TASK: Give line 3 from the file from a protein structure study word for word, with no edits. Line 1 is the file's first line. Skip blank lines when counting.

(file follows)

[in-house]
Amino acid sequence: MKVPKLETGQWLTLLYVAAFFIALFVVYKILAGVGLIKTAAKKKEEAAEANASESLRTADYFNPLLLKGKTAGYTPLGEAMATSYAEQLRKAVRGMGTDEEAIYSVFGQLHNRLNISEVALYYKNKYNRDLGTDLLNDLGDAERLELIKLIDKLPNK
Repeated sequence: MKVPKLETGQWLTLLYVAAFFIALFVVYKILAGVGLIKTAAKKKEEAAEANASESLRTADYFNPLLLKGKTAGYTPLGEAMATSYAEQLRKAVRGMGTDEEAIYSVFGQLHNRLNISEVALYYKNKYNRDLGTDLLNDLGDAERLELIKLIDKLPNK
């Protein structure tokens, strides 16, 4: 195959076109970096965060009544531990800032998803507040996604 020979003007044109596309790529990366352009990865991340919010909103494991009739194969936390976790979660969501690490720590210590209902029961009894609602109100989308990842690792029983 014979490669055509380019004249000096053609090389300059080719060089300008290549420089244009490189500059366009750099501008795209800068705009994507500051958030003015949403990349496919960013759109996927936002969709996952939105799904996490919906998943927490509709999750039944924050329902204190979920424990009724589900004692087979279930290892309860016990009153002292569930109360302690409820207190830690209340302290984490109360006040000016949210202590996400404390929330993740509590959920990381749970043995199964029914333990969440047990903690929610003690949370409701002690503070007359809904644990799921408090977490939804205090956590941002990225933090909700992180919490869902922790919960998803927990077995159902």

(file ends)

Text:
Repeated sequence: MKVPKLETGQWLTLLYVAAFFIALFVVYKILAGVGLIKTAAKKKEEAAEANASESLRTADYFNPLLLKGKTAGYTPLGEAMATSYAEQLRKAVRGMGTDEEAIYSVFGQLHNRLNISEVALYYKNKYNRDLGTDLLNDLGDAERLELIKLIDKLPNK